The Yankees have seen little go according to plan for them this season. They’ve seen the complete opposite at the trade deadline.
After picking up Joey Gallo on Wednesday, they kept up the momentum by adding another crucial lefty bat, first baseman Anthony Rizzo, in a trade with the Cubs on Thursday. For Yankees fans who have been pleading for left-handed hitting, it’s hard to imagine a better answer than this. A few games out of the last spot for a wild card, they still face a hard road to October, but their path looks much, much clearer than it did at the beginning of this week.
The Cubs will send Rizzo to New York while covering the $6 million left on his contract in exchange for two Yankees prospects: 19-year-old Kevin Alcántara, a high-upside outfielder, and 24-year-old Alexander Vizcaíno, a right-handed pitcher.
The trade hits some of the same notes as the one for Gallo. Both saw the Yankees acquire a left-handed hitter who can mash while also providing a defensive upgrade. Both saw them dodge luxury tax concerns by having their trade partner foot the cost of the remaining contract. Both saw them focus on the immediate future. (Rizzo will be a free agent after this season; Gallo, after 2022.) And both saw them pull off the deal by relying on the depth of their farm system—while well-regarded prospects changed hands in both of these trades, the franchise made two major deals while also making sure that its top minor-leaguers stayed put, evidence of just how much the club has built out its pipeline in recent years.
All of which should feel like a deadline triumph for New York and general manager Brian Cashman. In 48 hours, the Yankees have turned a weakness into a strength. Their lack of left-handed hitting before was glaring: their .633 OPS from lefties was among the lowest in baseball. Accordingly, they were one of only two teams with fewer than 1,000 plate appearances by lefthanders this season. They’ve now added two of the strongest options on the market. While Rizzo is not quite the same hitter he was from 2014 to 2016—a stretch where he made three consecutive All-Star teams with an OPS+ that never dropped below 140—he’s still a solidly above-average presence at the plate who adds some real on-base skills. He’s a defensive upgrade for the infield, too: Rizzo leads all first baseman this year in Statcast’s Outs Above Average. And with a day left until the trade deadline, the Yankees have time to listen to offers for current first baseman Luke Voit, which might improve their playoff outlook here even more.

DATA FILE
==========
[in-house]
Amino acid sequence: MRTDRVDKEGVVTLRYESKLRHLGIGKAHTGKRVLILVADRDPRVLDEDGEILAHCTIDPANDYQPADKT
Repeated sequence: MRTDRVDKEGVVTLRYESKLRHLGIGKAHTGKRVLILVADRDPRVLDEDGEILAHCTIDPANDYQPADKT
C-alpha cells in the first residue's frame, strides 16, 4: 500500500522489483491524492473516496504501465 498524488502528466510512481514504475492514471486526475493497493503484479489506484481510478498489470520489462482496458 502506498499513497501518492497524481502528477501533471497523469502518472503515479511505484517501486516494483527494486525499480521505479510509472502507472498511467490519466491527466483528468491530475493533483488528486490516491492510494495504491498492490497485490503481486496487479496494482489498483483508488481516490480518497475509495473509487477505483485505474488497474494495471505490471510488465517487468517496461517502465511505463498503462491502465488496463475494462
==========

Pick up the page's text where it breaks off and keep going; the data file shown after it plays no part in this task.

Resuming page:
But reaching October will still be a tall order for the Yankees. They look much better than they did a few days ago. (That’s apparently put some pressure on the two teams ahead of them in the AL East.) Yet they still sit three games behind the A’s for the second wild-card spot, and seven behind the Rays for the first one. Neither of those two teams seems inclined to roll over now. Oakland just made a key addition of its own by bringing in Starling Marte. Last week Tampa Bay added Nelson Cruz, and this week it has surfaced in several other trade rumors.
The Yankees have filled their biggest hole; their moves this week should go a long way toward bolstering an offense that had been fairly lackluster. But they still have ground to cover on two strong teams. Which is all to say that the next two months could be a lot more fun—and more tense—than was previously expected in the American League.
For the Cubs, meanwhile, this move is the end of an era. Rizzo was the longest-tenured player on their roster—his acquisition almost a decade ago signaled the start of the franchise’s rebuild that would take root over the next few years. He was a cornerstone of the 2016 World Series team. But now, in a move that has looked clear as this team trudged through its last two seasons, he’s out the door. In the next 24 hours, he should be joined by closer Craig Kimbrel and third baseman Kris Bryant, and perhaps even more. And the Cubs’ choice of return from the Yankees sends a signal of its own: They targeted prospects who have considerable potential upside but are not particularly close to the majors. Maybe that approach will vary with the deals to come; perhaps their priorities will look different as they seek to trade their other stars Friday. But it’s clear that the Cubs are turning the page here. The question is just how long it will take for the next winning chapter to start.
More MLB Coverage:
• In Joey Gallo Trade, Yankees Bet the Farm on Another Slugger
• Inside Alex Cora’s Second Chance After Scandal
• Rays Find New Sense of Urgency to Heat Up AL East Race
• Starling Marte Trade Is Win-Win Deal for Both A's and Marlins